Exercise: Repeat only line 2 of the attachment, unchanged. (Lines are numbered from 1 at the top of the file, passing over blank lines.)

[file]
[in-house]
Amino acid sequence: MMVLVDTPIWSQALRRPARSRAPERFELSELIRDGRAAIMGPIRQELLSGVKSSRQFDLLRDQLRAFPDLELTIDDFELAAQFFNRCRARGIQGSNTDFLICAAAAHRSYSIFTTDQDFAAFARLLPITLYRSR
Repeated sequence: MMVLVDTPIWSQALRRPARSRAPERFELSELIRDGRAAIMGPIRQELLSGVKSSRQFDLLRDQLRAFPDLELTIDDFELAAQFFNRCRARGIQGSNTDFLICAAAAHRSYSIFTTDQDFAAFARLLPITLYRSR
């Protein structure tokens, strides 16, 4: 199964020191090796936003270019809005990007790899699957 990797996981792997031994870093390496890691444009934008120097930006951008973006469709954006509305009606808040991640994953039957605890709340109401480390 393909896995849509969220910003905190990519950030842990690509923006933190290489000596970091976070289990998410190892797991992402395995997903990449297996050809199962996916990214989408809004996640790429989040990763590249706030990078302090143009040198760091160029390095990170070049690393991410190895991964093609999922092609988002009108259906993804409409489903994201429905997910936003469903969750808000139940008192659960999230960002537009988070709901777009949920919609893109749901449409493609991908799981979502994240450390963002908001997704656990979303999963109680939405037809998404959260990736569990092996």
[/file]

Amino acid sequence: MMVLVDTPIWSQALRRPARSRAPERFELSELIRDGRAAIMGPIRQELLSGVKSSRQFDLLRDQLRAFPDLELTIDDFELAAQFFNRCRARGIQGSNTDFLICAAAAHRSYSIFTTDQDFAAFARLLPITLYRSR